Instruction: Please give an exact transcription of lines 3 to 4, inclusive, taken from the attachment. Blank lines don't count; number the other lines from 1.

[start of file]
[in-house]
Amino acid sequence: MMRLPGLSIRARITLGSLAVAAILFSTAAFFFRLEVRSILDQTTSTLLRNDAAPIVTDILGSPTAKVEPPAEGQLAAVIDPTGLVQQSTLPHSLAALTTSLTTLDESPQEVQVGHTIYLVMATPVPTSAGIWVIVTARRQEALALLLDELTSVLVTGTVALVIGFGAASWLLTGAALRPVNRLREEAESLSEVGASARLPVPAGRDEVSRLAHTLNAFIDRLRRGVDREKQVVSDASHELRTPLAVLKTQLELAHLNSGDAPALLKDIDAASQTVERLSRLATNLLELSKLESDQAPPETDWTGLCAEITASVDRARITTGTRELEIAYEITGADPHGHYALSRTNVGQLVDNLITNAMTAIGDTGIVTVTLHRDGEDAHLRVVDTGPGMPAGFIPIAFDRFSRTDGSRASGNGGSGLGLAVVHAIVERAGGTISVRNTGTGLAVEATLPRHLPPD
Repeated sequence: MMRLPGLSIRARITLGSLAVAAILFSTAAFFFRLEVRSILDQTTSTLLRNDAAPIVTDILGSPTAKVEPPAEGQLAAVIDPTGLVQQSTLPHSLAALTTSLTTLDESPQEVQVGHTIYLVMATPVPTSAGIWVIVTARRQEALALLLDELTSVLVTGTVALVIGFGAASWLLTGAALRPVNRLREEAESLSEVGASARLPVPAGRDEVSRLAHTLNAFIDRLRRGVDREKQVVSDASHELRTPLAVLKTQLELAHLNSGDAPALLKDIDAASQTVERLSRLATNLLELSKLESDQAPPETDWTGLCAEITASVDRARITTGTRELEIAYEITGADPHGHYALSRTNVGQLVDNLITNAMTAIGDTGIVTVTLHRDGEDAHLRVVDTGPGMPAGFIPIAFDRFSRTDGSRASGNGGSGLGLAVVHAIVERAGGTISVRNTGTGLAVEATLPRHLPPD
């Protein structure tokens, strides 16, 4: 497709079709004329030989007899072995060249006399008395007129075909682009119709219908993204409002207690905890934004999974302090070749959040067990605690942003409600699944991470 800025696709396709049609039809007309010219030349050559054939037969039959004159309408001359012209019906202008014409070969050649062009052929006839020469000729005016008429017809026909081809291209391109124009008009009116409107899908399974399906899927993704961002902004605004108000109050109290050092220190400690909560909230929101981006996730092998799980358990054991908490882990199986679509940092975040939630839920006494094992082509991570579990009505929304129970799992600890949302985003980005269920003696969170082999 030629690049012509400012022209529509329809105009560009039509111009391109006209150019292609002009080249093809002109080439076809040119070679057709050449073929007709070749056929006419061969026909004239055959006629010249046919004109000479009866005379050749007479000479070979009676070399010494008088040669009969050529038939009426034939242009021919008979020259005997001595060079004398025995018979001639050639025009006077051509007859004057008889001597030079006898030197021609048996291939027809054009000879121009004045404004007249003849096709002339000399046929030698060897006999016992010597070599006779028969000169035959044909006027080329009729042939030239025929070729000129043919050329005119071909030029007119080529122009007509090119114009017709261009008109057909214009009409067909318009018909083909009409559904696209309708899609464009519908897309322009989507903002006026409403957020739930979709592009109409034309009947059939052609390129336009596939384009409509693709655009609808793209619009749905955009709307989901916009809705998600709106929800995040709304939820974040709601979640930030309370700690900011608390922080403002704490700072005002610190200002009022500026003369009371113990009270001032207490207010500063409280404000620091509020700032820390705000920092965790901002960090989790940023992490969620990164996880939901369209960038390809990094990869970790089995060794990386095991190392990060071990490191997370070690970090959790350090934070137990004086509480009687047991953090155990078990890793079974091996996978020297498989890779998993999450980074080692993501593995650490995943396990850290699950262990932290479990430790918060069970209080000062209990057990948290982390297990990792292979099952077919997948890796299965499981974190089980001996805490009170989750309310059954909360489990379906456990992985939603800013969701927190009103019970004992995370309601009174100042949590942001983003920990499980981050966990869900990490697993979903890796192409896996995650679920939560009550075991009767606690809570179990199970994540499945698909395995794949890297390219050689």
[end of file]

Repeated sequence: MMRLPGLSIRARITLGSLAVAAILFSTAAFFFRLEVRSILDQTTSTLLRNDAAPIVTDILGSPTAKVEPPAEGQLAAVIDPTGLVQQSTLPHSLAALTTSLTTLDESPQEVQVGHTIYLVMATPVPTSAGIWVIVTARRQEALALLLDELTSVLVTGTVALVIGFGAASWLLTGAALRPVNRLREEAESLSEVGASARLPVPAGRDEVSRLAHTLNAFIDRLRRGVDREKQVVSDASHELRTPLAVLKTQLELAHLNSGDAPALLKDIDAASQTVERLSRLATNLLELSKLESDQAPPETDWTGLCAEITASVDRARITTGTRELEIAYEITGADPHGHYALSRTNVGQLVDNLITNAMTAIGDTGIVTVTLHRDGEDAHLRVVDTGPGMPAGFIPIAFDRFSRTDGSRASGNGGSGLGLAVVHAIVERAGGTISVRNTGTGLAVEATLPRHLPPD
């Protein structure tokens, strides 16, 4: 497709079709004329030989007899072995060249006399008395007129075909682009119709219908993204409002207690905890934004999974302090070749959040067990605690942003409600699944991470 800025696709396709049609039809007309010219030349050559054939037969039959004159309408001359012209019906202008014409070969050649062009052929006839020469000729005016008429017809026909081809291209391109124009008009009116409107899908399974399906899927993704961002902004605004108000109050109290050092220190400690909560909230929101981006996730092998799980358990054991908490882990199986679509940092975040939630839920006494094992082509991570579990009505929304129970799992600890949302985003980005269920003696969170082999 030629690049012509400012022209529509329809105009560009039509111009391109006209150019292609002009080249093809002109080439076809040119070679057709050449073929007709070749056929006419061969026909004239055959006629010249046919004109000479009866005379050749007479000479070979009676070399010494008088040669009969050529038939009426034939242009021919008979020259005997001595060079004398025995018979001639050639025009006077051509007859004057008889001597030079006898030197021609048996291939027809054009000879121009004045404004007249003849096709002339000399046929030698060897006999016992010597070599006779028969000169035959044909006027080329009729042939030239025929070729000129043919050329005119071909030029007119080529122009007509090119114009017709261009008109057909214009009409067909318009018909083909009409559904696209309708899609464009519908897309322009989507903002006026409403957020739930979709592009109409034309009947059939052609390129336009596939384009409509693709655009609808793209619009749905955009709307989901916009809705998600709106929800995040709304939820974040709601979640930030309370700690900011608390922080403002704490700072005002610190200002009022500026003369009371113990009270001032207490207010500063409280404000620091509020700032820390705000920092965790901002960090989790940023992490969620990164996880939901369209960038390809990094990869970790089995060794990386095991190392990060071990490191997370070690970090959790350090934070137990004086509480009687047991953090155990078990890793079974091996996978020297498989890779998993999450980074080692993501593995650490995943396990850290699950262990932290479990430790918060069970209080000062209990057990948290982390297990990792292979099952077919997948890796299965499981974190089980001996805490009170989750309310059954909360489990379906456990992985939603800013969701927190009103019970004992995370309601009174100042949590942001983003920990499980981050966990869900990490697993979903890796192409896996995650679920939560009550075991009767606690809570179990199970994540499945698909395995794949890297390219050689």